Personally, I consider myself to be a bit of an outlier when it comes to consuming anime. When I started watching anime a few years ago, I would watch a few episodes of a particular show each day, and would go a few weeks without watching anything else after completing it. I never was really involved with the social aspect of the anime community up until recently, so I was left to myself to think about the ideas introduced in each series. This inspired me to start writing about anime, mostly rambling (a style I continue to this day) and would just save these pages of text to my hard drive and not really think much of them. After a while, I ceased to be a “casual” viewer when I started getting into more “obscure shows” when looked at from a public perspective. These shows were cult hits of the anime community such as “Steins;Gate,” “Bakemonogatari,” and of course, “Neon Genesis Evangelion.” These were some of the first shows that really pushed my further into the void. Around this time was also the first time I started to do anime binge sessions, in which I would watch around 9 or 10 episodes in one sitting, but this began to change as of recent. Some of my online friends seems to pull of 15+ episode binges as ease which seems unfathomable for me. I by no means have a short attention span but sometimes I like to introduce some variety into my viewing session. Recently I have started to watch two shows at a time, or interrupting my viewing of a series by throwing a film into the mix.

My change in viewing habits have also led to something I consider “Saving Anime.” No, I am not referring to Studio Trigger’s popular release, rather the practice where I save certain anime so they can be viewed at a particular moment in my life. These are usually shows I am fairly certain will be to my liking, so I save them for a special time where I can “maximize” my enjoyment of it. The example I like to discuss when I mention this idea is one of my recent favorites, “Welcome To The NHK.” I will not deny the fact that I’m very unsociable, I prefer to spend my days indoors in front of a computer screen watching two-dimensional anime girls do cute things, so when I first heard about an anime with a main character who was a shut-in NEET, I thought it would be a quality experience to watch it. I was already familiar with the concept of being a hikkikomori, which Satou is in the aforementioned anime, and this was something that I wished not to be but was slowly moving towards. I waited until a lonely night after finals and popped in the first disc of this anime. (I had already purchase this series because I knew that I would like it) Watching this anime was quite the experience, a very humorous approach at the idea of being an outcast to society and not being able to fit in, which I only was able to understand to a certain extent. I’ll save you the effort of hearing me ramble more about NHK by summarizing my time with it as being extremely enjoyable and emotionally impactful. The reason for this is what I credit to my idea of maximizing enjoyment through saving an anime for a special moment.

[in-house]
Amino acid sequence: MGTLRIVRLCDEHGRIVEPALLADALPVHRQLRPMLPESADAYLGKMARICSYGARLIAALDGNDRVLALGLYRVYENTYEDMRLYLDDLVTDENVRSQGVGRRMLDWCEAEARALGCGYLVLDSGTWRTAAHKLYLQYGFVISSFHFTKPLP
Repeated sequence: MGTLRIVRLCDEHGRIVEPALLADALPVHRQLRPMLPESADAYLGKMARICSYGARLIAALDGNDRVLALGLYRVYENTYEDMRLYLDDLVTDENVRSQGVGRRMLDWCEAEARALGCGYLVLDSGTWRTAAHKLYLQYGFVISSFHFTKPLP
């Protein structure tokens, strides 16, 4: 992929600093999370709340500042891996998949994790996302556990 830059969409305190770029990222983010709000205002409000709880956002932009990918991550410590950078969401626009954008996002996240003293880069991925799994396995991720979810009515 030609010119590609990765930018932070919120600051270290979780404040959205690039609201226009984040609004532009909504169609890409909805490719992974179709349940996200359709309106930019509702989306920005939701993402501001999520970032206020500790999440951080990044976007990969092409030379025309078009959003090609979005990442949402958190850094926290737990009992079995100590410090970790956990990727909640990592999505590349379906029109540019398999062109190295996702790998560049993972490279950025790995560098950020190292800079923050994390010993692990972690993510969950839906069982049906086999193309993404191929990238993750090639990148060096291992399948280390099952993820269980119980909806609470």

Sometimes I feel like some people, myself guilty of this as well, to simply watch an anime simply to mark it off as “Watched” on your list. There’s a sense of accomplishment when you stand back and see your list with a few hundred anime completed and the ability to say that you’ve seen the “important” shows that everyone seems discuss all the time. However, I feel like this isn’t necessarily the best thing because this practice doesn’t allow for much personal enjoyment into the equation. Often, people tell me that they feel like they’re less of a fan because they haven’t seen a big show like “Cowboy Bebop” or “Serial Experiments Lain,” but I reassure them that they have just as important of an opinion as a “well-cultured” who’s seen those shows. I feel like anime should only be seen if you genuinely want to watch them, and you should never watch a show because “everyone seems to talk about it” or because you want to add them to your completed shows. This may come off as a bit “preachy” but I value the importance of personal enjoyment over the ability to seem like a knowledgeable fan. Because of this, I go through an expensive process when picking a new anime to watch which usually involves a few hours of research online by looking through ANN articles, youtube videos, fanart and sometimes listening to some songs from the OST. I like to get invested with the anime which, I believe leads to my ability to enjoy is much more.

At the end of the day, it doesn’t matter how you consume anime because it is your decision. I just wanted to bring to attention that sometimes you don’t have to watch a certain series because the anime community seems to condemn you for not watching it, rather, watch shows that make you happy. Additionally, maybe try the practice of “Saving Anime” and let me know how that works out for you, or maybe you have already been doing something similar for years and love it. If you have, I’d love to hear about a show that was more impactful because of this. Anyways, thanks for reading my incoherent thoughts, have a nice day.

Go enjoy some anime!

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The Value Of Quality Over Enjoyment